Thursday, 19 March 2015
Review: Still Alice (UK Cert 12A)
When was the last time you cried at a film? I mean, properly cried. Not just a gentle moistening of the eyelashes and a lump in the throat, I mean full-on Gwyneth-Paltrow-at-the-Oscars sobbing. Well, for me, it was whilst watching Still Alice.
Dr. Alice Howland is a renowned linguistics professor, married with three children and grandchildren on the way, and has just turned fifty. However, she starts to notice things going wrong: she has difficulty finding the right words and gets lost on campus. A medical check-up gives a devastating diagnosis: Alice has early onset Alzheimer's.
Richard Glatzer (who sadly passed away recently) and Wash Westmoreland adapt the novel by neuroscientist Lisa Genova and co-direct a touching, moving and- at times- emotionally devastating film, featuring an Oscar-winning performance by Julianne Moore in the title role.
Moore gives a distressingly authentic performance - a heart-to-heart with husband John (Alec Baldwin) when she first broaches the subject that something might not be right shows her go from anger to tears in a few sentences and, as the illness takes over, her desperation to find her phone (her anchor to the real world) and how she deals with knowing that she is ill and knowing what the illness will do to her is just gutwrenching. There isn't a shred of ego in Moore's performance. In lesser hands, this could have just been clunky, maudlin, made-for-TV weepie melodrama. Moore's nuanced and emotional performance, whilst not easy to watch in places, is superb.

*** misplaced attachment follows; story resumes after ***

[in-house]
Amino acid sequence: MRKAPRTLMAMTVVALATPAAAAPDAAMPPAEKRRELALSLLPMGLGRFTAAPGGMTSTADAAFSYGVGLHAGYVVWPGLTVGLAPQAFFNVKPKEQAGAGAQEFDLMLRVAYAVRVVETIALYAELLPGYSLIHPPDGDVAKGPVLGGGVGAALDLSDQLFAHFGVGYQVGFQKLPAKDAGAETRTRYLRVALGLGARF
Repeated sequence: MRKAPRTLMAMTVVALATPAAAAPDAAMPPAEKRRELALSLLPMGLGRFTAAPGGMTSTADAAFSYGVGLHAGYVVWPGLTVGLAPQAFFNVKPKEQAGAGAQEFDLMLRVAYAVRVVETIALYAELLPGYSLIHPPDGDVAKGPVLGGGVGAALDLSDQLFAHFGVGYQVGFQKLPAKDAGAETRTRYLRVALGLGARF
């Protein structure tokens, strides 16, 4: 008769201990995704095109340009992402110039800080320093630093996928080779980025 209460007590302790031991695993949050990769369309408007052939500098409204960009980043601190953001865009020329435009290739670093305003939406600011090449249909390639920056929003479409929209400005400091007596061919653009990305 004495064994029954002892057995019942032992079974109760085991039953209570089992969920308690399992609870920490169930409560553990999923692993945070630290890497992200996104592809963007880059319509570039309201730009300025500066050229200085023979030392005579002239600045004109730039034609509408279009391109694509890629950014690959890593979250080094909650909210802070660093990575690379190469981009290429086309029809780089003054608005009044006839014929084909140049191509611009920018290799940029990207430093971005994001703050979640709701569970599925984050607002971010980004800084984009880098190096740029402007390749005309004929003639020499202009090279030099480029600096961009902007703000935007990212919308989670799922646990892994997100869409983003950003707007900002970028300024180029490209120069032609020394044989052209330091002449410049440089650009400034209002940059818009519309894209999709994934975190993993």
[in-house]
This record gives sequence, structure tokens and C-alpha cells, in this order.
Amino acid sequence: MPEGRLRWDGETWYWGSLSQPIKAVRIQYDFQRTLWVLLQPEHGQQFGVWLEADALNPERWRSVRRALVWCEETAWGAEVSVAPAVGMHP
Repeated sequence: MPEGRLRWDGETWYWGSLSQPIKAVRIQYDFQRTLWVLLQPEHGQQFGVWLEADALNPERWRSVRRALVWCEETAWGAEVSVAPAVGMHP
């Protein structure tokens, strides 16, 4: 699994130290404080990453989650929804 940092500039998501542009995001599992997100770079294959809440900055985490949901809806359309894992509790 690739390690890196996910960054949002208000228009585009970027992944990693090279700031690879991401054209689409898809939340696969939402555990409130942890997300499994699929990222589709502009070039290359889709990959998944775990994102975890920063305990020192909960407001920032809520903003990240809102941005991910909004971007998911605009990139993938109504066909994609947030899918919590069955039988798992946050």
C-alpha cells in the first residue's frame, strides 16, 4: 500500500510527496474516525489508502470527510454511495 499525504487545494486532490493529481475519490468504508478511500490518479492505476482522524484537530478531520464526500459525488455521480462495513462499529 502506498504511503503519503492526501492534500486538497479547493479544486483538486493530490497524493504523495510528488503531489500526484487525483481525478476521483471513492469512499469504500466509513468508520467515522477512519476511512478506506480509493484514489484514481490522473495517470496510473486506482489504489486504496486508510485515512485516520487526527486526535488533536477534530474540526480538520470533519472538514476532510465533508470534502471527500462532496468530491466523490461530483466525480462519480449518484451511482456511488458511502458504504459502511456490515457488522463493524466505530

Other performances are decent across the board- Baldwin provides ample support as John, dealing with his wife's decline; Kate Bosworth and Hunter Parrish are strong as Alice's kids Anna and Tom, whilst Kristen Stewart does the moody adolescent thing again as youngest daughter Lydia, a struggling actress who wants to go her own way. I've not had much time for Kristen Stewart before, but she wasn't as insufferable as I feared I might find her, and she was a good fit for the character. Stewart and Moore's clashes add a real dramatic heft to the piece- both before and after Alice's diagnosis.
The film has received a lot of praise from families of Alzheimer's patients who have said that the film gets a lot right about the condition and how people deal with it. As you might have guessed, if you're after something light and frothy and undemanding, you won't find that here. This is a real emotional ride of a film and you may leave feeling absolutely drained afterwards. But it's worth seeing for Moore's outstanding performance.
Rating: 4 out of 5